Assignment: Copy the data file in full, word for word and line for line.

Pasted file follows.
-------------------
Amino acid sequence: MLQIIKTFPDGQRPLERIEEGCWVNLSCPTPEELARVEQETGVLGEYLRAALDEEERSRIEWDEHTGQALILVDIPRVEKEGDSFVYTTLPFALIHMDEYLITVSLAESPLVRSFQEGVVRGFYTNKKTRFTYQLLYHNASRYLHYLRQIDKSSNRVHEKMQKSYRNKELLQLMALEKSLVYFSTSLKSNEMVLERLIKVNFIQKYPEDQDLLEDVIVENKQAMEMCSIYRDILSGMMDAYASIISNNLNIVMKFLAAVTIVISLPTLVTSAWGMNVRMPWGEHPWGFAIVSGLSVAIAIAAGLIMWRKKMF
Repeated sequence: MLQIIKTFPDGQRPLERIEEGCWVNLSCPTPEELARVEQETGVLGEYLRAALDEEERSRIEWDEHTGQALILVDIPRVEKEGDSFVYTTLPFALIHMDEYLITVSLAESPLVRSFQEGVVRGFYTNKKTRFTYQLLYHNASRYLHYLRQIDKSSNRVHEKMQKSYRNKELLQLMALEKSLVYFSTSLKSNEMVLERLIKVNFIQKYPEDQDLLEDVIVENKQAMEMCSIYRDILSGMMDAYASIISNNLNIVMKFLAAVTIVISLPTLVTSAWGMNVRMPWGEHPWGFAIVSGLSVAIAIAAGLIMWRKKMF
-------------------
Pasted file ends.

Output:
Amino acid sequence: MLQIIKTFPDGQRPLERIEEGCWVNLSCPTPEELARVEQETGVLGEYLRAALDEEERSRIEWDEHTGQALILVDIPRVEKEGDSFVYTTLPFALIHMDEYLITVSLAESPLVRSFQEGVVRGFYTNKKTRFTYQLLYHNASRYLHYLRQIDKSSNRVHEKMQKSYRNKELLQLMALEKSLVYFSTSLKSNEMVLERLIKVNFIQKYPEDQDLLEDVIVENKQAMEMCSIYRDILSGMMDAYASIISNNLNIVMKFLAAVTIVISLPTLVTSAWGMNVRMPWGEHPWGFAIVSGLSVAIAIAAGLIMWRKKMF
Repeated sequence: MLQIIKTFPDGQRPLERIEEGCWVNLSCPTPEELARVEQETGVLGEYLRAALDEEERSRIEWDEHTGQALILVDIPRVEKEGDSFVYTTLPFALIHMDEYLITVSLAESPLVRSFQEGVVRGFYTNKKTRFTYQLLYHNASRYLHYLRQIDKSSNRVHEKMQKSYRNKELLQLMALEKSLVYFSTSLKSNEMVLERLIKVNFIQKYPEDQDLLEDVIVENKQAMEMCSIYRDILSGMMDAYASIISNNLNIVMKFLAAVTIVISLPTLVTSAWGMNVRMPWGEHPWGFAIVSGLSVAIAIAAGLIMWRKKMF